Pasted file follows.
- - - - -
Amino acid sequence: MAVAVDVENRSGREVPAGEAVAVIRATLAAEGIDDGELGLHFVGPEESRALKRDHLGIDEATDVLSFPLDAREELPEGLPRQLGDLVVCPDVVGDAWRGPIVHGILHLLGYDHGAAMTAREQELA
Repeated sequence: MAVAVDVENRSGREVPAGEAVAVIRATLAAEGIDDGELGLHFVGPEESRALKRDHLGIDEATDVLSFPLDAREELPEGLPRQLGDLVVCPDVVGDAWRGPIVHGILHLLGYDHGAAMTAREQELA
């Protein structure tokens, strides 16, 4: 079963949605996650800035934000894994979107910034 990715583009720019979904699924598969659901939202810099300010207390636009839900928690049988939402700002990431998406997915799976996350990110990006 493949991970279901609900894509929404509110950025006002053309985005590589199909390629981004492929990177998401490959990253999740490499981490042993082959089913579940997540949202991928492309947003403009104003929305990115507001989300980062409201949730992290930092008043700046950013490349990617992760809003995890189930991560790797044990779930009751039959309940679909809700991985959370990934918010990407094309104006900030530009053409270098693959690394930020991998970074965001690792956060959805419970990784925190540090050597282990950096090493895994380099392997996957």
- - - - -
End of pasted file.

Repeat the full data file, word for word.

Amino acid sequence: MAVAVDVENRSGREVPAGEAVAVIRATLAAEGIDDGELGLHFVGPEESRALKRDHLGIDEATDVLSFPLDAREELPEGLPRQLGDLVVCPDVVGDAWRGPIVHGILHLLGYDHGAAMTAREQELA
Repeated sequence: MAVAVDVENRSGREVPAGEAVAVIRATLAAEGIDDGELGLHFVGPEESRALKRDHLGIDEATDVLSFPLDAREELPEGLPRQLGDLVVCPDVVGDAWRGPIVHGILHLLGYDHGAAMTAREQELA
């Protein structure tokens, strides 16, 4: 079963949605996650800035934000894994979107910034 990715583009720019979904699924598969659901939202810099300010207390636009839900928690049988939402700002990431998406997915799976996350990110990006 493949991970279901609900894509929404509110950025006002053309985005590589199909390629981004492929990177998401490959990253999740490499981490042993082959089913579940997540949202991928492309947003403009104003929305990115507001989300980062409201949730992290930092008043700046950013490349990617992760809003995890189930991560790797044990779930009751039959309940679909809700991985959370990934918010990407094309104006900030530009053409270098693959690394930020991998970074965001690792956060959805419970990784925190540090050597282990950096090493895994380099392997996957």